'Never had slavery': Lauren Boebert lashes out at San Francisco over reparations proposal
Rep. Lauren Boebert (R-CO), speaks at the 2023 Conservative Political Action Conference. (Shutterstock.com)

Responding to a draft reparations proposal in San Francisco that would give $5 million to each eligible Black person, Colorado GOP Rep. Lauren Boebert slammed the plan, claiming that California never had slavery.

"The fact that supposedly serious people in San Francisco are considering a plan that would give $5,000,000 in reparations to every Black resident in their city in a state that never had slavery is a joke," Boebert wrote on Twitter.

"If they want to make the racial divide in this country worse than ever before, they’ll certainly achieve that goal!" she added.

As Newsweek points out, the question of whether California had slavery is debated by historians.

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While slavery was always prohibited by California law, historians have said evidence shows slaves were still brought to the state.

"What Lauren Boebert doesn't know about American history could fill the Library of Congress. So it's not surprising to see her repeat the myth that California never had slavery," political historian Dr. Kevin Waite told Newsweek.

According to the California Historical Society, "California’s constitution proclaimed that 'neither slavery nor involuntary servitude, unless for punishment of a crime, shall ever be tolerated.' Yet archives statewide contain evidence that slavery was practiced out in the open. One newspaper ad in the Sacramento Transcript offered 'A valuable Negro girl, aged eighteen…of amiable disposition, a good washer, ironer and cook' for sale."

The $5 million San Francisco proposal is one of dozens of suggestions, along with a guaranteed annual income of nearly $100,000, a house for $1 and the cancellation of debts, which came from a committee tasked with finding ways to atone for the city's racist policies of the past.

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The notion gained ground with the swelling of the Black Lives Matter movement in 2020, and the following year the Chicago suburb of Evanston said it would give Black residents money for home repairs.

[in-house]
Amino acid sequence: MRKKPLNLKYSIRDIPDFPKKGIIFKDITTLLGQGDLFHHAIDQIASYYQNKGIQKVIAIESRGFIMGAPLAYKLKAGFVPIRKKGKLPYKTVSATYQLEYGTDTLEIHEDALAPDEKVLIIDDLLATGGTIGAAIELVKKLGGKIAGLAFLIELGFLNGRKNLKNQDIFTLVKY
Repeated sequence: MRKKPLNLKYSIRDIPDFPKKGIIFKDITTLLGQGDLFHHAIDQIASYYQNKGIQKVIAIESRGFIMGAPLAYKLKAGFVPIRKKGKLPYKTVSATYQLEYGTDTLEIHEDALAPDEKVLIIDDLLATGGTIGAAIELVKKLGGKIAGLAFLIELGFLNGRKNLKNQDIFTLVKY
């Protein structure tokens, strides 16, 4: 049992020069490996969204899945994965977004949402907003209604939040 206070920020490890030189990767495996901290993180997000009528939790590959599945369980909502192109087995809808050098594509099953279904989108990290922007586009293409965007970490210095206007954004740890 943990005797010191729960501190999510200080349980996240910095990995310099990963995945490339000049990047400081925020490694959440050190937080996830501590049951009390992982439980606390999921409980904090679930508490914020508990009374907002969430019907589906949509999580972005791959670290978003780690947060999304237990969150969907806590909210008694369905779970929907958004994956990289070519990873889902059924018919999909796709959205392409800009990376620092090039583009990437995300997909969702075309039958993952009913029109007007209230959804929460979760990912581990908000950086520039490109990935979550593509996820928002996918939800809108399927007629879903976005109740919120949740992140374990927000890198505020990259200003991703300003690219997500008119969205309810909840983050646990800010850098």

Other municipalities have launched study groups.

But the San Francisco proposals are by far the most wide-ranging.

Even so, some in the city, whose African American population numbers in the tens of thousands, said they did not go far enough.

Amos Brown of the NAACP, a body that campaigns for racial justice, said headline figures were not helpful.

"Relegating this issue to a fight over $5 million is wrong and dishonest," he told AFP.

"It doesn't demonstrate all the terror and pain we have suffered. My position is that for all we've been through it's about $5 million plus specific programs" to bolster economic development, housing, health and education, he said.

A boisterous meeting on Tuesday heard contributions from several supporters including Yulanda Williams, a Black police officer who campaigns for reform of law enforcement.

"It is time for you to do the right thing and provide us with reparations. Make us whole, make us important in your lives," she told the Board of Supervisors.

"Black lives matter. You have an opportunity to demonstrate this today. Do so with reparations."

The plan, which did not include details on exactly who would be eligible for payments, will be finalized in June.

Elected lawmakers will have the ultimate say on drafting legislation that would put it into action.

With additional reporting by AFP